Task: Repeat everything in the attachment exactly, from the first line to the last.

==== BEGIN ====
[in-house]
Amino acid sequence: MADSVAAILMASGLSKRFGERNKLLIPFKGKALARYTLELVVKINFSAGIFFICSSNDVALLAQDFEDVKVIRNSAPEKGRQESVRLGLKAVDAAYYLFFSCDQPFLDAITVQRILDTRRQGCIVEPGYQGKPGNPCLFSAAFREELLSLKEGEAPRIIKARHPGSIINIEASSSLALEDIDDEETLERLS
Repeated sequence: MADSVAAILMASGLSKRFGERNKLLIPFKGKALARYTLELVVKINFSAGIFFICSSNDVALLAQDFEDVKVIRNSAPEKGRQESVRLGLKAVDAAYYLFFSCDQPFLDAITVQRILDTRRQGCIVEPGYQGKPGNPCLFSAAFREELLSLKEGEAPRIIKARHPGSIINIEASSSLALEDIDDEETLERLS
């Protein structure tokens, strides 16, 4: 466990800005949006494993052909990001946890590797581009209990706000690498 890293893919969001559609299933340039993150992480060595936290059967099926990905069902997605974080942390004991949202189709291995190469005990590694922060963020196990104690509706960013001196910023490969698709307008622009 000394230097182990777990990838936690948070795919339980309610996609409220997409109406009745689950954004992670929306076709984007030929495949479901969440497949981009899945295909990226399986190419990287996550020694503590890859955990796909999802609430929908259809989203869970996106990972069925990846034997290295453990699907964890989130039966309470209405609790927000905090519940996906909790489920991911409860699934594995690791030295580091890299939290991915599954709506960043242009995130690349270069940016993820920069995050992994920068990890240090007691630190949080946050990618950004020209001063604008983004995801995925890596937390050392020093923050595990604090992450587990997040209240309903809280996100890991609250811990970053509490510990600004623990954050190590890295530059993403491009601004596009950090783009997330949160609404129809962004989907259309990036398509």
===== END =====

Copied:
[in-house]
Amino acid sequence: MADSVAAILMASGLSKRFGERNKLLIPFKGKALARYTLELVVKINFSAGIFFICSSNDVALLAQDFEDVKVIRNSAPEKGRQESVRLGLKAVDAAYYLFFSCDQPFLDAITVQRILDTRRQGCIVEPGYQGKPGNPCLFSAAFREELLSLKEGEAPRIIKARHPGSIINIEASSSLALEDIDDEETLERLS
Repeated sequence: MADSVAAILMASGLSKRFGERNKLLIPFKGKALARYTLELVVKINFSAGIFFICSSNDVALLAQDFEDVKVIRNSAPEKGRQESVRLGLKAVDAAYYLFFSCDQPFLDAITVQRILDTRRQGCIVEPGYQGKPGNPCLFSAAFREELLSLKEGEAPRIIKARHPGSIINIEASSSLALEDIDDEETLERLS
């Protein structure tokens, strides 16, 4: 466990800005949006494993052909990001946890590797581009209990706000690498 890293893919969001559609299933340039993150992480060595936290059967099926990905069902997605974080942390004991949202189709291995190469005990590694922060963020196990104690509706960013001196910023490969698709307008622009 000394230097182990777990990838936690948070795919339980309610996609409220997409109406009745689950954004992670929306076709984007030929495949479901969440497949981009899945295909990226399986190419990287996550020694503590890859955990796909999802609430929908259809989203869970996106990972069925990846034997290295453990699907964890989130039966309470209405609790927000905090519940996906909790489920991911409860699934594995690791030295580091890299939290991915599954709506960043242009995130690349270069940016993820920069995050992994920068990890240090007691630190949080946050990618950004020209001063604008983004995801995925890596937390050392020093923050595990604090992450587990997040209240309903809280996100890991609250811990970053509490510990600004623990954050190590890295530059993403491009601004596009950090783009997330949160609404129809962004989907259309990036398509």